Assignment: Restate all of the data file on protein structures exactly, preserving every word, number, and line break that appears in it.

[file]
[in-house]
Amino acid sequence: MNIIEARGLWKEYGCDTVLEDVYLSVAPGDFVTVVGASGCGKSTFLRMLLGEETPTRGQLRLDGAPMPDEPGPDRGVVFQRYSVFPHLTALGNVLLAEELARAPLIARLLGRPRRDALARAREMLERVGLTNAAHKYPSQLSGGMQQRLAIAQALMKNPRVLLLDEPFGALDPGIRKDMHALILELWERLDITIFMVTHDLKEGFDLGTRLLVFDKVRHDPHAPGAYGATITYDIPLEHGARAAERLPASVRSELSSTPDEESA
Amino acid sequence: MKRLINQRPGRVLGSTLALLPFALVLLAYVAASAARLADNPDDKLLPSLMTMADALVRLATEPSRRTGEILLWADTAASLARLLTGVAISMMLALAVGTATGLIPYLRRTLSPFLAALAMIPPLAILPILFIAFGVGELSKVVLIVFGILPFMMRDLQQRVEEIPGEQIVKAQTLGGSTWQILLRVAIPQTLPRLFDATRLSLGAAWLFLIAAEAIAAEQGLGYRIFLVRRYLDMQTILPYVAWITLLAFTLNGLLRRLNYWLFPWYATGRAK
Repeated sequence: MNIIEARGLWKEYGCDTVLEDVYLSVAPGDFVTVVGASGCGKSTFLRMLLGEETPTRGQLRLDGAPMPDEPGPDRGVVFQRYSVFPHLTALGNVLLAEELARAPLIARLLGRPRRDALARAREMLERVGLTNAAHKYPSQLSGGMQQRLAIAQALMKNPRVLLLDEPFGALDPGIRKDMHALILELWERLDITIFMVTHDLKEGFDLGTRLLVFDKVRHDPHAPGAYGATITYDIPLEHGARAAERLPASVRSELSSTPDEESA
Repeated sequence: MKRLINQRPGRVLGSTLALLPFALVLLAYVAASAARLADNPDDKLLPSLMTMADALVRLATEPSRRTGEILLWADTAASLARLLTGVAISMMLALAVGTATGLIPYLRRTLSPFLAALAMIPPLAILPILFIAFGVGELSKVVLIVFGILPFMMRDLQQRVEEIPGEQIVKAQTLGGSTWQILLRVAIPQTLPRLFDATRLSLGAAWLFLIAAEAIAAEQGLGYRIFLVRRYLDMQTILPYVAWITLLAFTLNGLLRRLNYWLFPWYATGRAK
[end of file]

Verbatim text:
[in-house]
Amino acid sequence: MNIIEARGLWKEYGCDTVLEDVYLSVAPGDFVTVVGASGCGKSTFLRMLLGEETPTRGQLRLDGAPMPDEPGPDRGVVFQRYSVFPHLTALGNVLLAEELARAPLIARLLGRPRRDALARAREMLERVGLTNAAHKYPSQLSGGMQQRLAIAQALMKNPRVLLLDEPFGALDPGIRKDMHALILELWERLDITIFMVTHDLKEGFDLGTRLLVFDKVRHDPHAPGAYGATITYDIPLEHGARAAERLPASVRSELSSTPDEESA
Amino acid sequence: MKRLINQRPGRVLGSTLALLPFALVLLAYVAASAARLADNPDDKLLPSLMTMADALVRLATEPSRRTGEILLWADTAASLARLLTGVAISMMLALAVGTATGLIPYLRRTLSPFLAALAMIPPLAILPILFIAFGVGELSKVVLIVFGILPFMMRDLQQRVEEIPGEQIVKAQTLGGSTWQILLRVAIPQTLPRLFDATRLSLGAAWLFLIAAEAIAAEQGLGYRIFLVRRYLDMQTILPYVAWITLLAFTLNGLLRRLNYWLFPWYATGRAK
Repeated sequence: MNIIEARGLWKEYGCDTVLEDVYLSVAPGDFVTVVGASGCGKSTFLRMLLGEETPTRGQLRLDGAPMPDEPGPDRGVVFQRYSVFPHLTALGNVLLAEELARAPLIARLLGRPRRDALARAREMLERVGLTNAAHKYPSQLSGGMQQRLAIAQALMKNPRVLLLDEPFGALDPGIRKDMHALILELWERLDITIFMVTHDLKEGFDLGTRLLVFDKVRHDPHAPGAYGATITYDIPLEHGARAAERLPASVRSELSSTPDEESA
Repeated sequence: MKRLINQRPGRVLGSTLALLPFALVLLAYVAASAARLADNPDDKLLPSLMTMADALVRLATEPSRRTGEILLWADTAASLARLLTGVAISMMLALAVGTATGLIPYLRRTLSPFLAALAMIPPLAILPILFIAFGVGELSKVVLIVFGILPFMMRDLQQRVEEIPGEQIVKAQTLGGSTWQILLRVAIPQTLPRLFDATRLSLGAAWLFLIAAEAIAAEQGLGYRIFLVRRYLDMQTILPYVAWITLLAFTLNGLLRRLNYWLFPWYATGRAK